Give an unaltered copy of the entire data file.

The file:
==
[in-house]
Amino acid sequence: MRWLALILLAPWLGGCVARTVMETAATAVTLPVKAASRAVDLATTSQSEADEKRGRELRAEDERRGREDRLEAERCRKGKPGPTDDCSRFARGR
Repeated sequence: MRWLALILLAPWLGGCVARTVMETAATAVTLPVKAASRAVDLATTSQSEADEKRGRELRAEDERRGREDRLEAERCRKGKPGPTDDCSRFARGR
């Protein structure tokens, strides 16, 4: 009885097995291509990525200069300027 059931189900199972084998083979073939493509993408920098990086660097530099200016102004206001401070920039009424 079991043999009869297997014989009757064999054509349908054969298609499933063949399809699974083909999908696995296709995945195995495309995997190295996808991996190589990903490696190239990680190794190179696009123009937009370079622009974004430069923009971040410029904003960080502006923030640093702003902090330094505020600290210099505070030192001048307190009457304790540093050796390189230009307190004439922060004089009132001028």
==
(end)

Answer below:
[in-house]
Amino acid sequence: MRWLALILLAPWLGGCVARTVMETAATAVTLPVKAASRAVDLATTSQSEADEKRGRELRAEDERRGREDRLEAERCRKGKPGPTDDCSRFARGR
Repeated sequence: MRWLALILLAPWLGGCVARTVMETAATAVTLPVKAASRAVDLATTSQSEADEKRGRELRAEDERRGREDRLEAERCRKGKPGPTDDCSRFARGR
């Protein structure tokens, strides 16, 4: 009885097995291509990525200069300027 059931189900199972084998083979073939493509993408920098990086660097530099200016102004206001401070920039009424 079991043999009869297997014989009757064999054509349908054969298609499933063949399809699974083909999908696995296709995945195995495309995997190295996808991996190589990903490696190239990680190794190179696009123009937009370079622009974004430069923009971040410029904003960080502006923030640093702003902090330094505020600290210099505070030192001048307190009457304790540093050796390189230009307190004439922060004089009132001028």